Johannesburg – The Finance Ministry has approved an increase of wheat import duties by 34 percent to the highest on record to protect local farmers, but asked the trade commission to review the formula because it is concerned about the higher tariff’s effect on food prices.
The tariff on wheat imports was now R1 224.31 a ton, in line with the International Trade Administration Commission’s current formula, the ministry said on Friday.
The department has proposed to Trade and Industry Minister Rob Davies that he considers “an urgent and accelerated review” of the formula, and that this will also be followed by probes into the calculations for sugar and maize.
“The Ministry of Finance is particularly concerned about the impact of the higher import duty on wheat on the price of bread and other staple food, but also mindful of the need to ensure policy certainty, food security and the financial health of the farming industry,” it said.
While South Africa is the sub-Saharan region’s biggest producer of wheat after Ethiopia, it is still a net importer of the grain. The driest conditions since 1992 have damaged crops and livestock and sent local wheat prices to the highest on record, driving up food prices.
3 March 2016, Rome – The FAO Food Price Index was stable in February, as falling sugar and dairy prices offset a substantial jump in vegetable oil prices from the previous month.
Averaging 150.2 points for the month, the FAO Food Price Index was virtually unchanged from a revised 150.0 points in January and down 14.5 percent from a year ago.
FAO also issued its first forecast for the world’s 2016 wheat harvest, projecting 723 million tonnes of total production, about 10 million tonnes below last year’s record output.
The FAO Food Price Index is a trade-weighted index tracking international market prices for five key commodity groups: major cereals, vegetable oils, dairy, meat and sugar.
Diverging from February’s generally stable trend was a sharp increase in the FAO Vegetable Oil Price Index, which rose 8.0 percent from the previous month. That was led by a 13 percent surge in palm oil, which gained on reports of falling inventories and a poor production outlook in the near future. Soy oil prices also firmed as a result.
But other staple commodities more than absorbed that rise. The FAO Sugar Price Index declined 6.2 percent from January, buoyed by strong global inventories and improved crop conditions in Brazil, the world’s largest producer and exporter.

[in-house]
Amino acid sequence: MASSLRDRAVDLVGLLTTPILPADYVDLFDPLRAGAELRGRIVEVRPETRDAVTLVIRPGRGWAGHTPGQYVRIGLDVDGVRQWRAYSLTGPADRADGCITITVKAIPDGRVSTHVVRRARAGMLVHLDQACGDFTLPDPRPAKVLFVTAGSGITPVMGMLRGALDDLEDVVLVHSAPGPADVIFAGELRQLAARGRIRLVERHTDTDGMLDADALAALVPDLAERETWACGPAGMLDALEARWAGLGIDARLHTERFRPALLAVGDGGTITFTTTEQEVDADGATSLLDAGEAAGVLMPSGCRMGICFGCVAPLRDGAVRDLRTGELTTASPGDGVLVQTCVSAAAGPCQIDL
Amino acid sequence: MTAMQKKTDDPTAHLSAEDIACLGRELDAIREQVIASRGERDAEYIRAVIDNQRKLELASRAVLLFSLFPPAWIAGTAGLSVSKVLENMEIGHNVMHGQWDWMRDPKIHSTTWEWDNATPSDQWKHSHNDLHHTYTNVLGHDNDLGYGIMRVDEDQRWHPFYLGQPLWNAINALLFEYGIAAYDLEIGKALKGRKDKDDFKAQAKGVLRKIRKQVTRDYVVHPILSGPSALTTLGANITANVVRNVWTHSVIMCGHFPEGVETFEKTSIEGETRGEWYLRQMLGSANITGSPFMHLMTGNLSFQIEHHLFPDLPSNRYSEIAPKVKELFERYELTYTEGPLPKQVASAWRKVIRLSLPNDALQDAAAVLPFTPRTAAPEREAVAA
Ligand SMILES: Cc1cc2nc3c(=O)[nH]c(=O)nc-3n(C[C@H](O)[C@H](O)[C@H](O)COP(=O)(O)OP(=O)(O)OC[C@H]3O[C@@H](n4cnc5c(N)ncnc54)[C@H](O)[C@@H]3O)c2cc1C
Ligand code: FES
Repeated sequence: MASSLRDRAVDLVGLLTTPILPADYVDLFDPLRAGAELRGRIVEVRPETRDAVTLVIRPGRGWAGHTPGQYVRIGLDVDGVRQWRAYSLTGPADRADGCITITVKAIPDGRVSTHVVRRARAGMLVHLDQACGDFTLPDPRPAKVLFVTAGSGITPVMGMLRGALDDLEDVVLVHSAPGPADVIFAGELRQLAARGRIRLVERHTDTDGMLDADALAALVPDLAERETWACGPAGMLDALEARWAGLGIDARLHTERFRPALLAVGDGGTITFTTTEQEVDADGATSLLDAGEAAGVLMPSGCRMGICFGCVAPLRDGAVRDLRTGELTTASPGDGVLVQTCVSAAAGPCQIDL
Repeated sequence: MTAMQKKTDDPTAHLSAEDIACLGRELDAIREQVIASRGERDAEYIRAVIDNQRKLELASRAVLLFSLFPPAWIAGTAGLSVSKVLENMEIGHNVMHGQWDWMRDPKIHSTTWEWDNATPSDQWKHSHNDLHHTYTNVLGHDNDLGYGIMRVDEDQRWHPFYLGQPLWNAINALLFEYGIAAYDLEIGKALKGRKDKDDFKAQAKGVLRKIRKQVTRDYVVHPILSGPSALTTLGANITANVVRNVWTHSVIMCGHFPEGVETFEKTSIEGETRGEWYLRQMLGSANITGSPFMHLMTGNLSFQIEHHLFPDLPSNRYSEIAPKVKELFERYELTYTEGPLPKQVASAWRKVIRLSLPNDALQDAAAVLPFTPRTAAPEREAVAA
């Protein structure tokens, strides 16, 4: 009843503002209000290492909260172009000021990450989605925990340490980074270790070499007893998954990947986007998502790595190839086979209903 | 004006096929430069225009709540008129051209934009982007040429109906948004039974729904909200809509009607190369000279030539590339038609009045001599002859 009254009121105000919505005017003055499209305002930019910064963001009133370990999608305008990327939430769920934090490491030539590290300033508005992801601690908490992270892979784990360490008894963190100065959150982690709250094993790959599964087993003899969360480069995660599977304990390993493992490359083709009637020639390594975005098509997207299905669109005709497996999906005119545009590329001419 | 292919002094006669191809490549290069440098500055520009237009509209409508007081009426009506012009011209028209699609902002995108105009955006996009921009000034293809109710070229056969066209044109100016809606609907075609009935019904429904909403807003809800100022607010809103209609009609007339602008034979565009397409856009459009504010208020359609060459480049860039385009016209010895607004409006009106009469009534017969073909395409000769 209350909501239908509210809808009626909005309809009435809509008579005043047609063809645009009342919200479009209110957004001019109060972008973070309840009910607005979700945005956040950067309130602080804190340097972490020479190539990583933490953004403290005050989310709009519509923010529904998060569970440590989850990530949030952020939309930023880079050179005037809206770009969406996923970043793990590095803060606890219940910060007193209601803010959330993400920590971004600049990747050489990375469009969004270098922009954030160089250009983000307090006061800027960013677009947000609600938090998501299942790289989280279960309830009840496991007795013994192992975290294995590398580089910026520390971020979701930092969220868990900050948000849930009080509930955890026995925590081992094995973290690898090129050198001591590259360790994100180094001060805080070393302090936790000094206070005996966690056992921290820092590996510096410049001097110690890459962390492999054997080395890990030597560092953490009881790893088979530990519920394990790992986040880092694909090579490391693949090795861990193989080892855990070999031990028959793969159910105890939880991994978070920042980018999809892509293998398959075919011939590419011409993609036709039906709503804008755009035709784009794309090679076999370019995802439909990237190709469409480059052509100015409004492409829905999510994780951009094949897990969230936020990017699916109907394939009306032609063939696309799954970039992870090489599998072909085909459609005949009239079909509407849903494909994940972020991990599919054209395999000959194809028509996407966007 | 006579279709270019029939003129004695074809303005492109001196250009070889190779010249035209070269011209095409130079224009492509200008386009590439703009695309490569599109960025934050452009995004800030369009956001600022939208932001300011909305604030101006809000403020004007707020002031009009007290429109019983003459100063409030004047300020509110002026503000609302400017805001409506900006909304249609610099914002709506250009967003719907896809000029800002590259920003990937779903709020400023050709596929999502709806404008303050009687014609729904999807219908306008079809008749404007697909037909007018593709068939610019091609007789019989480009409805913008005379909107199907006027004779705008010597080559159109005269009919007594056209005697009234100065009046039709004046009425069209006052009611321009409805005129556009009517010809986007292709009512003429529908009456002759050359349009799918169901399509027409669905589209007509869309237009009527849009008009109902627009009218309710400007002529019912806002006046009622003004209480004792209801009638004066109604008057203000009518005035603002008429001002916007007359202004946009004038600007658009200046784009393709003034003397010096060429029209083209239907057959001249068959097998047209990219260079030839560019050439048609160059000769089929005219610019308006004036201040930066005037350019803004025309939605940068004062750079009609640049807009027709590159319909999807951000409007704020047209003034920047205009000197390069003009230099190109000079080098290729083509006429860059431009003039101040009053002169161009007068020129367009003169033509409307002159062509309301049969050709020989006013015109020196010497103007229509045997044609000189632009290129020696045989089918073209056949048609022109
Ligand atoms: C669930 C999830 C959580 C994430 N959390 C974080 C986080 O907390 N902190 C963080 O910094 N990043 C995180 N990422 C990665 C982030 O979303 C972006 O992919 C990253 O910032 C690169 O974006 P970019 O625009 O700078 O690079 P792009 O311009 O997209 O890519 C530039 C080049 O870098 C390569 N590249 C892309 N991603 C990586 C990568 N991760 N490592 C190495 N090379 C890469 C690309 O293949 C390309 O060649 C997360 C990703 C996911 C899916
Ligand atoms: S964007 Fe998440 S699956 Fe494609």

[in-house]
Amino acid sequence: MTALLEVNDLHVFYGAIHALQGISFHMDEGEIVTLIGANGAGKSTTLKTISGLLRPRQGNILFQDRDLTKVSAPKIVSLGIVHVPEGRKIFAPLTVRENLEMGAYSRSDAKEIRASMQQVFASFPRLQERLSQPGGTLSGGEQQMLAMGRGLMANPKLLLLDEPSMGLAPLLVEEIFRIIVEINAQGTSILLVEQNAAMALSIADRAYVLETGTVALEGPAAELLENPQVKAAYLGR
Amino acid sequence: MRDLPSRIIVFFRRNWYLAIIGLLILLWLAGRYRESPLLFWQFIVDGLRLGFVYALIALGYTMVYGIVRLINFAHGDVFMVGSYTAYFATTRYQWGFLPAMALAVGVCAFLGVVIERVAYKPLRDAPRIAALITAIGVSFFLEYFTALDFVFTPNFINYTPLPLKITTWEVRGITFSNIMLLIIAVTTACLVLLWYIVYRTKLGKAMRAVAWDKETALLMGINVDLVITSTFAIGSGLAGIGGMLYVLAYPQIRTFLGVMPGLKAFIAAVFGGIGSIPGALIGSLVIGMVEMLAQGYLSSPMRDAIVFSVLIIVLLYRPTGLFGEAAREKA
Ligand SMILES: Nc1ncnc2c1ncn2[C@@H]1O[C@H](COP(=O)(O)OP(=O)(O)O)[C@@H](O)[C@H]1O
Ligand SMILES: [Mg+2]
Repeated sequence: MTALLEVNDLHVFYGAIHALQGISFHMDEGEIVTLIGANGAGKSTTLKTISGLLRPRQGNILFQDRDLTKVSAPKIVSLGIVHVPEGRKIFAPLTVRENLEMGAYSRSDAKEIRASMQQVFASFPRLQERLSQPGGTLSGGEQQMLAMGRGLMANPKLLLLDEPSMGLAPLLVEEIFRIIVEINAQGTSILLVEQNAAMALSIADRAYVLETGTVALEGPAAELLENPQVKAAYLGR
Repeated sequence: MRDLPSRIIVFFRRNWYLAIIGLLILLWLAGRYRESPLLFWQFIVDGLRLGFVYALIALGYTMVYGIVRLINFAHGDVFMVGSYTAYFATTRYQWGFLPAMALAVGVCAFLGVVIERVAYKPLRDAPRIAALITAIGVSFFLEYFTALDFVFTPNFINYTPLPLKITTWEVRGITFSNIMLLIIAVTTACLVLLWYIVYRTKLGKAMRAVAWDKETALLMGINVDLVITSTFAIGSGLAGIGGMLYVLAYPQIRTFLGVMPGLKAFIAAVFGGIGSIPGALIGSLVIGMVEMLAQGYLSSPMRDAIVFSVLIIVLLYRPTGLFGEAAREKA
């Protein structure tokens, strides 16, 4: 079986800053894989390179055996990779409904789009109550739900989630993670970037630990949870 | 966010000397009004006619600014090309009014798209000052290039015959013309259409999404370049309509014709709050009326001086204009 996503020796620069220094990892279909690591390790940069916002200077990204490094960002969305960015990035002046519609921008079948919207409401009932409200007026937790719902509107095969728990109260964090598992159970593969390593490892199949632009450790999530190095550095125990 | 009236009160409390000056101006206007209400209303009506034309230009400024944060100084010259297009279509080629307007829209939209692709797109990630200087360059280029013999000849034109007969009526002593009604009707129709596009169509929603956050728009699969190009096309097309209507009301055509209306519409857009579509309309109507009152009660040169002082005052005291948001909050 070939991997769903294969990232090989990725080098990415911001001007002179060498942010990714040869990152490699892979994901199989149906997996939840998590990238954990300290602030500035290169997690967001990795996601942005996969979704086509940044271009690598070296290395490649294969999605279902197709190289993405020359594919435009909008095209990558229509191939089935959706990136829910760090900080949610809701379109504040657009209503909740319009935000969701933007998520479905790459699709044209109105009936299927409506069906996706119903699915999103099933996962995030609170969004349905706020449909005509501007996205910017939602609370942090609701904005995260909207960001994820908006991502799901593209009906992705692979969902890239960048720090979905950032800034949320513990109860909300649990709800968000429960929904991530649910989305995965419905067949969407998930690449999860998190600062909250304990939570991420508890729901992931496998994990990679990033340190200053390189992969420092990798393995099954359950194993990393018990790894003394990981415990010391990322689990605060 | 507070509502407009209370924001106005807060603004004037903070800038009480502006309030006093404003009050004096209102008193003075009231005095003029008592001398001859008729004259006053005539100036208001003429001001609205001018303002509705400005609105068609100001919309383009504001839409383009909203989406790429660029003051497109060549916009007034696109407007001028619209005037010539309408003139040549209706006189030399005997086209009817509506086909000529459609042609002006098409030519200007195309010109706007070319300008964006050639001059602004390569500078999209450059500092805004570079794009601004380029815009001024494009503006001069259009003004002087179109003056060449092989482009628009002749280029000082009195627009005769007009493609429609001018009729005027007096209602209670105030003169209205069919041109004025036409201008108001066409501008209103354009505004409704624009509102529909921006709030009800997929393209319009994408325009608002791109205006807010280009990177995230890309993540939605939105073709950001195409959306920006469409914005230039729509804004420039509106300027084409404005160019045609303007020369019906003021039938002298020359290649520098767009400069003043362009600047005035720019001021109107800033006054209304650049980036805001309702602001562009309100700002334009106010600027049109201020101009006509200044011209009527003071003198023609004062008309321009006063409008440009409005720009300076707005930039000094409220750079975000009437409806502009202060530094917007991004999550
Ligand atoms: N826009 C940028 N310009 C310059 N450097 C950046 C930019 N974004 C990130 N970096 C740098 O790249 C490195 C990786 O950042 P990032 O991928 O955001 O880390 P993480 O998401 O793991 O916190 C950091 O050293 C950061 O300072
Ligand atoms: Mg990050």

The FAO Dairy Price Index fell 2.1 percent on the month amid sluggish imports, especially by China.
Prices of the world’s staple grains were broadly stable. The FAO Cereal Price Index inched down only around half a percentage point from the previous month but was 13.7 percent lower than a year earlier. Wheat prices fell 1.5 percent, maize prices slipped only slightly, while rice prices rose modestly.
Meanwhile, the FAO Meat Price Index rose slightly, buoyed by supply constraints for beef from Australia and the U.S. as well as support for private storage of pig meat in the European Union. Poultry prices fell, reflecting lower feed costs.
Strong 2016 wheat harvests seen in China and South Asia
FAO’s latest Cereal Supply and Demand Brief forecasts a 1.4 percent drop in worldwide wheat output in 2016, due mainly to dry weather leading to reduced winter plantings in the Russian Federation and Ukraine. However, China and Pakistan are expected to sustain near-record wheat harvests, and India’s output is anticipated to recover.
FAO also trimmed its estimate of last year’s total cereal production to 2 525 million tonnes, reflecting updated wheat production estimates from India and revised output figure from the Islamic Republic of Iran.
Estimates were also lowered for last year’s world output of coarse grains and rice due to developments in Asia. Combined world cereal production in 2015 is now seen at around 1.4 percent below the record level reached in 2014.
Global cereal stocks are likely to amount to 636 million tonnes by the close of seasons ending in 2016, nearly unchanged from their already high opening levels, but down 6.2 million tonnes from the previous month’s forecast. The revision mostly reflects reduced wheat inventory forecasts for the Islamic Republic of Iran and Uzbekistan, largely resulting from adjustments to historical stock numbers of both countries.
The world cereal stock-to-use ratio, a leading indicator of global world food security, still stands at a relatively high level of 24.7 percent.
FAO now expects world trade in cereals to decline by 2.0 percent in volume terms in 2015/16 from the previous season. That mostly reflects shrinking demand for wheat and barley, more than offsetting firmer demand for rice.